“It was never really a possibility and made no sense from a tax point of view.
“Since the so-called tipping point of Sarah’s murder, the government and police have done nothing to make our lives safer.
“We are being stalked, raped and killed, and our attackers are never brought to justice while pretending to build new phone lines.”
Now more than ever, activists want change.
Ms Reid said: “What we need to see is firm action to combat misogyny baked into every police force in the country, a national education program to combat misogyny attitudes and educate young people about consent.
“The women’s sector is in dire need of funding to support women who have been victims of abuse.
“And crucially, political leaders must adopt a zero-tolerance approach to sexual misconduct in Parliament, because violence against women and girls in society will not end until government sets standards within its own ranks and makes them a priority.”
Ms Jutsum added: “Charities like Solace need more funding to teach in schools, support women and girls who have been assaulted and help perpetrators change their behaviour.”
She stressed that more than 300 women in the UK have been murdered by a man since Sarah was killed.
And by September 2022, over 70,000 rapes had been reported to police in the UK – the highest ever in a 12-month period.
“Male violence against women and girls is a crisis that urgently needs to be addressed,” she added.
The Home Office earlier said it welcomes “joint collaboration between the private sector and the government”.
But a spokesman said last night: “The women’s 888 phone line was a BT project, not a government programme.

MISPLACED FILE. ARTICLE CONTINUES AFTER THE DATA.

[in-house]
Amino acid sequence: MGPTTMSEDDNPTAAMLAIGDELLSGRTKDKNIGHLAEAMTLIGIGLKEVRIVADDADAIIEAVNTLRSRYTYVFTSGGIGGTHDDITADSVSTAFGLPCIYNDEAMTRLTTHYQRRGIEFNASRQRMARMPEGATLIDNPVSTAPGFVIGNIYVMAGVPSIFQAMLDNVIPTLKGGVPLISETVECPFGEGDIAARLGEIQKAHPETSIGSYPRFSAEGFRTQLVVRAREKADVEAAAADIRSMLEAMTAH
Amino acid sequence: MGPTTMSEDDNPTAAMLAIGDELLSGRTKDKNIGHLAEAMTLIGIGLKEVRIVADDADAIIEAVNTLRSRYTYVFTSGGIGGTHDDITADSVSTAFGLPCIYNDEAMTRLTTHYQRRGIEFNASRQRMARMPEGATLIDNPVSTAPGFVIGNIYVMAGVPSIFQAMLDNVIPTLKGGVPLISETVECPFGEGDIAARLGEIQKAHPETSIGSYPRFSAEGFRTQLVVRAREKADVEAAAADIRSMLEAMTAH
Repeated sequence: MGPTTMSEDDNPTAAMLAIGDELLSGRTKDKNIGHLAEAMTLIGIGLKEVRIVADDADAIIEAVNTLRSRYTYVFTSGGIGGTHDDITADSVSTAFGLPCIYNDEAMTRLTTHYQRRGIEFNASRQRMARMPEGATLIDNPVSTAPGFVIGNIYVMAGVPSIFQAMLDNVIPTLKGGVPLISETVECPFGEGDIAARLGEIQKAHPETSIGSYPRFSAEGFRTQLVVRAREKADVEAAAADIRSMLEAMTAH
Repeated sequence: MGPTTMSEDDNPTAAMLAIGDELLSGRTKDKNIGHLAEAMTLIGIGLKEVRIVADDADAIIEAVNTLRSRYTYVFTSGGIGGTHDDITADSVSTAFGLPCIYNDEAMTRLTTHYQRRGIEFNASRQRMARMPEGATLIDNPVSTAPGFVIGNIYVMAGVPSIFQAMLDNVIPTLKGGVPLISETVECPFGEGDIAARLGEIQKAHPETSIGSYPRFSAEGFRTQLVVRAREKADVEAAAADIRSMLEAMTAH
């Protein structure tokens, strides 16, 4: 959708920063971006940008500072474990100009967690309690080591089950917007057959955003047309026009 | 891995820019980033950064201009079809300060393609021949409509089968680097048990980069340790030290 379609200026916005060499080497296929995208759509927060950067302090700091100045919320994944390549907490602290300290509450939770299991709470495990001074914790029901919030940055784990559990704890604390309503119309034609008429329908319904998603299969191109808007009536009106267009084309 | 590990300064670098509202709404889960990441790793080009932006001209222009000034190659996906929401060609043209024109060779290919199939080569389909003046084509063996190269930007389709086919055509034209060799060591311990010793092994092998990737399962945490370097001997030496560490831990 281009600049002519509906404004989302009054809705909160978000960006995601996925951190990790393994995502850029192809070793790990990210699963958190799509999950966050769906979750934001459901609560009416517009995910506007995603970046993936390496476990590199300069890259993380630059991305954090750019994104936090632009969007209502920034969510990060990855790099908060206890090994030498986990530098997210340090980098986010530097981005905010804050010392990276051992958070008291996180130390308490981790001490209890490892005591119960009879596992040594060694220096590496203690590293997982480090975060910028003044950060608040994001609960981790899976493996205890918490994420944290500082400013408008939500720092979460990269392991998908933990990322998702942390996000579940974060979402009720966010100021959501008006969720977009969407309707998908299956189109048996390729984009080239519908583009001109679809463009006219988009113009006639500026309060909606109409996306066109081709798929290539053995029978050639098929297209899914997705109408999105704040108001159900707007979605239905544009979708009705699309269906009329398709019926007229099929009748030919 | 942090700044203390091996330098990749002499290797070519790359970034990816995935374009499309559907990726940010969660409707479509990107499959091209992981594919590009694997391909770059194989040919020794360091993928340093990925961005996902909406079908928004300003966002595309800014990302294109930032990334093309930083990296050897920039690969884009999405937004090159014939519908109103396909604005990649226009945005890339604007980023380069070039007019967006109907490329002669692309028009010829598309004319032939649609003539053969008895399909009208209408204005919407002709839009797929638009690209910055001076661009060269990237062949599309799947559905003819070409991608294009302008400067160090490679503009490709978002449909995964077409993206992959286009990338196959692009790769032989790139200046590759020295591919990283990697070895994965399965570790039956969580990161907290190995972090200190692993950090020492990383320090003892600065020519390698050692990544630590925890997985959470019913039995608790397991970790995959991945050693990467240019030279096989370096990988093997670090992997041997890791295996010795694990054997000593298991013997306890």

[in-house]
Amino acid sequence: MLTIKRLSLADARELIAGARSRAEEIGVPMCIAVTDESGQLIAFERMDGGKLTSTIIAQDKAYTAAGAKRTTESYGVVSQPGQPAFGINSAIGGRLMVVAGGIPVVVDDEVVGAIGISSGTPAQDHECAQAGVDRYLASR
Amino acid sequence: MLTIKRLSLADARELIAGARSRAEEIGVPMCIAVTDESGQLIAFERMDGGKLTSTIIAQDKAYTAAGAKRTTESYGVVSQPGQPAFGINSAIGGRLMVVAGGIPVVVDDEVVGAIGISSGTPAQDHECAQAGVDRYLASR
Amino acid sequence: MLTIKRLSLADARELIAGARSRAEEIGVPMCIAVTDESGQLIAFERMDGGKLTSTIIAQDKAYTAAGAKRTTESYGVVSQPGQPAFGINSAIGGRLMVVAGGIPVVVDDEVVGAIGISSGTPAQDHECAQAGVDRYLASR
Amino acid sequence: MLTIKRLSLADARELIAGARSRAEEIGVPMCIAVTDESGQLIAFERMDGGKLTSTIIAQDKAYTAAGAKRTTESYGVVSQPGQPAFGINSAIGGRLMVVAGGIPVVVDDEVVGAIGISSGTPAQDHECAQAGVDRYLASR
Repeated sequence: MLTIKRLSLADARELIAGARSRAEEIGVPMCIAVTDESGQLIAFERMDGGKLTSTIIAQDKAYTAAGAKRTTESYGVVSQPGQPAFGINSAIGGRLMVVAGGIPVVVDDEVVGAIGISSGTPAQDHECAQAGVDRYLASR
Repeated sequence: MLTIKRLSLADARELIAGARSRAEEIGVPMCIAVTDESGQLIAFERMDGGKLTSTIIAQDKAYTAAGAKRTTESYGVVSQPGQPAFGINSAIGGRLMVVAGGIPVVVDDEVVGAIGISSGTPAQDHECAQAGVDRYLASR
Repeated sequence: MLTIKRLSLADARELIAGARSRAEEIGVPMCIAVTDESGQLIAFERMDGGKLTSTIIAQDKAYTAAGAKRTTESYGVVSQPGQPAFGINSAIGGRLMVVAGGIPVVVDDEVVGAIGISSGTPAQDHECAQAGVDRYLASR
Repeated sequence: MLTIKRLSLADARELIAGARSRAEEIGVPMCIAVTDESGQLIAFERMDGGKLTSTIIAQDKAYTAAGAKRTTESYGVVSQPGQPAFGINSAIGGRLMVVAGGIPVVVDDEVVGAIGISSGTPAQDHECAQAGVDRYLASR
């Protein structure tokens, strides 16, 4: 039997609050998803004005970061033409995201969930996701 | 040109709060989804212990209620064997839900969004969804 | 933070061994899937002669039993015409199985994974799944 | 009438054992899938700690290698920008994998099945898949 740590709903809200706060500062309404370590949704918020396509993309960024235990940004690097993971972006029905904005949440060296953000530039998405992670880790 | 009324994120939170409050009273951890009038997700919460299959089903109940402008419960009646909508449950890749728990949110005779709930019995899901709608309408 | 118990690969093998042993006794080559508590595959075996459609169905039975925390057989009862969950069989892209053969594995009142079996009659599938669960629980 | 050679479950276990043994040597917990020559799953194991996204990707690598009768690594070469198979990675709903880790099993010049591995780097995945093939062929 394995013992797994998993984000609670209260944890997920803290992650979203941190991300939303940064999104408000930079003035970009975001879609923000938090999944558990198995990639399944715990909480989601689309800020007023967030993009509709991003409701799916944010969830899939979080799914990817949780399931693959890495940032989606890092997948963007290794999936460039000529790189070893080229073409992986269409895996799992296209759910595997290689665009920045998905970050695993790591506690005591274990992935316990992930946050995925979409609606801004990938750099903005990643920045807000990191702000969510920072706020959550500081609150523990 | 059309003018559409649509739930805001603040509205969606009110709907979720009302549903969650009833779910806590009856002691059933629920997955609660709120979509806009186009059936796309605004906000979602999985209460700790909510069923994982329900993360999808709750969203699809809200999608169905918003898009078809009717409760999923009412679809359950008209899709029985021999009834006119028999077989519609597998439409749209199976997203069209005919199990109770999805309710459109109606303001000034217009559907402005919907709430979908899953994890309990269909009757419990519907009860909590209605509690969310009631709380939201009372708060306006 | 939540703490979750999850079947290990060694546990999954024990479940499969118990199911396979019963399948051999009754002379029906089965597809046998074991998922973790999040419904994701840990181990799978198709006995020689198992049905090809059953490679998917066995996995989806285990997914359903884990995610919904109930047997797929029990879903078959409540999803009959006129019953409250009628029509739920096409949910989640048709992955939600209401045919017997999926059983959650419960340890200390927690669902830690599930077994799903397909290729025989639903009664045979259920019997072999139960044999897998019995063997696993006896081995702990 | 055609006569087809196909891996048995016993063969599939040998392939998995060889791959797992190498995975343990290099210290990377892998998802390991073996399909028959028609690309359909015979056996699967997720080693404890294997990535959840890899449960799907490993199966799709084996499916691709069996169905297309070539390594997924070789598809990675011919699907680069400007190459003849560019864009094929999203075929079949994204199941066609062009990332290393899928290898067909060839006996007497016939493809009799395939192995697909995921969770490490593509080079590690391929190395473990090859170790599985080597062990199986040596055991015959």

“We have so far committed £125m to communities across England and Wales to invest in measures such as improved street lighting and CCTV and roadside posts.
“We also support the Public Sexual Harassment Protection Act, which will ensure that criminals who intimidate and harass women face the consequences.”
HOW TO GET HELP:
Women’s Aid has this advice for victims and their families
- Keep your phone close at all times.
- Contact charities for help, including the Women’s Aid live chat hotline and services like SupportLine.
- If you are in danger, call 999.
- Familiarize yourself with the silent solution and report abuse without speaking on the phone, instead dialing ’55’.
- Always carry some money with you, including change for a payphone or bus ticket.
- If you suspect your partner will attack you, try moving to a less vulnerable area of the house – for example, where there is an exit and access to a phone.
- Avoid the kitchen and garage where there are likely to be knives or other weapons. Avoid spaces where you could become trapped, such as B. the bathroom, or where you could be locked in a closet or other small space.
If you have been a victim of domestic violence, the SupportLine is open Tuesdays, Wednesdays and Thursdays from 6pm to 8pm on 01708 765200. The charity’s email support service is open weekdays and weekends during the crisis – firstname.lastname@example.org.
Women’s Aid offers a live chat service available weekdays from 8am to 6pm and weekends from 10am to 6pm.
You can also call the 24-hour toll-free domestic abuse hotline on 0808 2000 247.